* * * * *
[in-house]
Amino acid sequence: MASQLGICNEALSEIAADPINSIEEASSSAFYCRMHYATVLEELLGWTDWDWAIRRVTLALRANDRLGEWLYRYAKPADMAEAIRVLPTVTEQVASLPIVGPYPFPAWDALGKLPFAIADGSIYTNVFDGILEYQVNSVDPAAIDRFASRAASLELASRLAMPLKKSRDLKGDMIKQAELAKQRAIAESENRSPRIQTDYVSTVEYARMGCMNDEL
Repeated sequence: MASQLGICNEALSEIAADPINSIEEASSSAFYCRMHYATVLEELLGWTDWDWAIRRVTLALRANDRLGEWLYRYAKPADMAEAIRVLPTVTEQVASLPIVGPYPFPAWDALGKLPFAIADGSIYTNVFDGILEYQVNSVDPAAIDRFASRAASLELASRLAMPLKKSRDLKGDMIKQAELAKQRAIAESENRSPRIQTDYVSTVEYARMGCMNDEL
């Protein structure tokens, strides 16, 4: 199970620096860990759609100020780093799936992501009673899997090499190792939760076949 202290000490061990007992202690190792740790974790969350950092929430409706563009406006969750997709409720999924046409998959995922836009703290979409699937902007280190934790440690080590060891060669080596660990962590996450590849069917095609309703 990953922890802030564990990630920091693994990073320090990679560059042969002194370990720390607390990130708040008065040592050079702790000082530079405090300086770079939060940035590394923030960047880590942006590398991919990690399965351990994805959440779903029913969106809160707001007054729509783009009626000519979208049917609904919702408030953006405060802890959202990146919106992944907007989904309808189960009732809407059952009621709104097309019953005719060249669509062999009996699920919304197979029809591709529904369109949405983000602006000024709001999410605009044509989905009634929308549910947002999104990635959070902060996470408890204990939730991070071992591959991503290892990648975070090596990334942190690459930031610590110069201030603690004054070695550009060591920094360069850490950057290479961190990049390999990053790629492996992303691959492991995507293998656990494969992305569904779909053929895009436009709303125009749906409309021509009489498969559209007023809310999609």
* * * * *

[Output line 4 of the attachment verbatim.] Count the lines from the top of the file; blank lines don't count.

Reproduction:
């Protein structure tokens, strides 16, 4: 199970620096860990759609100020780093799936992501009673899997090499190792939760076949 202290000490061990007992202690190792740790974790969350950092929430409706563009406006969750997709409720999924046409998959995922836009703290979409699937902007280190934790440690080590060891060669080596660990962590996450590849069917095609309703 990953922890802030564990990630920091693994990073320090990679560059042969002194370990720390607390990130708040008065040592050079702790000082530079405090300086770079939060940035590394923030960047880590942006590398991919990690399965351990994805959440779903029913969106809160707001007054729509783009009626000519979208049917609904919702408030953006405060802890959202990146919106992944907007989904309808189960009732809407059952009621709104097309019953005719060249669509062999009996699920919304197979029809591709529904369109949405983000602006000024709001999410605009044509989905009634929308549910947002999104990635959070902060996470408890204990939730991070071992591959991503290892990648975070090596990334942190690459930031610590110069201030603690004054070695550009060591920094360069850490950057290479961190990049390999990053790629492996992303691959492991995507293998656990494969992305569904779909053929895009436009709303125009749906409309021509009489498969559209007023809310999609």